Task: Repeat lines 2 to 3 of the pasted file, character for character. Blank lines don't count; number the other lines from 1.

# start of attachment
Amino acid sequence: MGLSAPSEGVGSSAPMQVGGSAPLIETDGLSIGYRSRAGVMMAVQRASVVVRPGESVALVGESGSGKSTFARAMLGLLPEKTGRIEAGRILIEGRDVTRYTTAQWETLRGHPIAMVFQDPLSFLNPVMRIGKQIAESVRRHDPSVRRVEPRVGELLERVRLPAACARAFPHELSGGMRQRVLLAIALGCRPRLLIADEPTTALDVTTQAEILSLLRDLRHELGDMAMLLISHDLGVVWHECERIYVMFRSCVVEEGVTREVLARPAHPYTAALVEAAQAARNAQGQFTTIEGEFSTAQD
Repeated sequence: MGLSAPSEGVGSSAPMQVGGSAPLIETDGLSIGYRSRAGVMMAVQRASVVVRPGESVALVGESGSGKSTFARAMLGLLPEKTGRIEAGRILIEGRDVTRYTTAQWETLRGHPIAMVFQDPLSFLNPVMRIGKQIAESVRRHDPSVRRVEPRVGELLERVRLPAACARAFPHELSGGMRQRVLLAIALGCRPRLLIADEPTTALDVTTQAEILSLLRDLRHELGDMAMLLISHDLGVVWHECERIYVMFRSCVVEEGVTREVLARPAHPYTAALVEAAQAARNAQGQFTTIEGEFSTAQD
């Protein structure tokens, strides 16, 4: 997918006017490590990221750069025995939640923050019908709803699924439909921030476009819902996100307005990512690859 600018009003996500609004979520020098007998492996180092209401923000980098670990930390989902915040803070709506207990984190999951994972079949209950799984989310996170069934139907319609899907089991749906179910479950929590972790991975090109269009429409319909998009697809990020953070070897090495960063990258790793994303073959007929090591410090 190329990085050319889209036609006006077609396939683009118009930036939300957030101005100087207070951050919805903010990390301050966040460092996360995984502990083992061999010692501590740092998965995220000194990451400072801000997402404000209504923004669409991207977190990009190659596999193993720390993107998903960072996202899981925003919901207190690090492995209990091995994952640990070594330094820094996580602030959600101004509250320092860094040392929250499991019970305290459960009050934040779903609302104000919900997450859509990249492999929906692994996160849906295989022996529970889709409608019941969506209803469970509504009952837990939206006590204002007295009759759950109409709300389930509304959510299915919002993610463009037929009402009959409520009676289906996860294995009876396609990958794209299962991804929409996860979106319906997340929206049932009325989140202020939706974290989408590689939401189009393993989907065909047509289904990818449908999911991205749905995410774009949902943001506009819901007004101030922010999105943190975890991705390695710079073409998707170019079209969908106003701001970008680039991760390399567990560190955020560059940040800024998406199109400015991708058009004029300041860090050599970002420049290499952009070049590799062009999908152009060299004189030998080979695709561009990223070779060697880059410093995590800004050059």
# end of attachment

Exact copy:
Repeated sequence: MGLSAPSEGVGSSAPMQVGGSAPLIETDGLSIGYRSRAGVMMAVQRASVVVRPGESVALVGESGSGKSTFARAMLGLLPEKTGRIEAGRILIEGRDVTRYTTAQWETLRGHPIAMVFQDPLSFLNPVMRIGKQIAESVRRHDPSVRRVEPRVGELLERVRLPAACARAFPHELSGGMRQRVLLAIALGCRPRLLIADEPTTALDVTTQAEILSLLRDLRHELGDMAMLLISHDLGVVWHECERIYVMFRSCVVEEGVTREVLARPAHPYTAALVEAAQAARNAQGQFTTIEGEFSTAQD
């Protein structure tokens, strides 16, 4: 997918006017490590990221750069025995939640923050019908709803699924439909921030476009819902996100307005990512690859 600018009003996500609004979520020098007998492996180092209401923000980098670990930390989902915040803070709506207990984190999951994972079949209950799984989310996170069934139907319609899907089991749906179910479950929590972790991975090109269009429409319909998009697809990020953070070897090495960063990258790793994303073959007929090591410090 190329990085050319889209036609006006077609396939683009118009930036939300957030101005100087207070951050919805903010990390301050966040460092996360995984502990083992061999010692501590740092998965995220000194990451400072801000997402404000209504923004669409991207977190990009190659596999193993720390993107998903960072996202899981925003919901207190690090492995209990091995994952640990070594330094820094996580602030959600101004509250320092860094040392929250499991019970305290459960009050934040779903609302104000919900997450859509990249492999929906692994996160849906295989022996529970889709409608019941969506209803469970509504009952837990939206006590204002007295009759759950109409709300389930509304959510299915919002993610463009037929009402009959409520009676289906996860294995009876396609990958794209299962991804929409996860979106319906997340929206049932009325989140202020939706974290989408590689939401189009393993989907065909047509289904990818449908999911991205749905995410774009949902943001506009819901007004101030922010999105943190975890991705390695710079073409998707170019079209969908106003701001970008680039991760390399567990560190955020560059940040800024998406199109400015991708058009004029300041860090050599970002420049290499952009070049590799062009999908152009060299004189030998080979695709561009990223070779060697880059410093995590800004050059």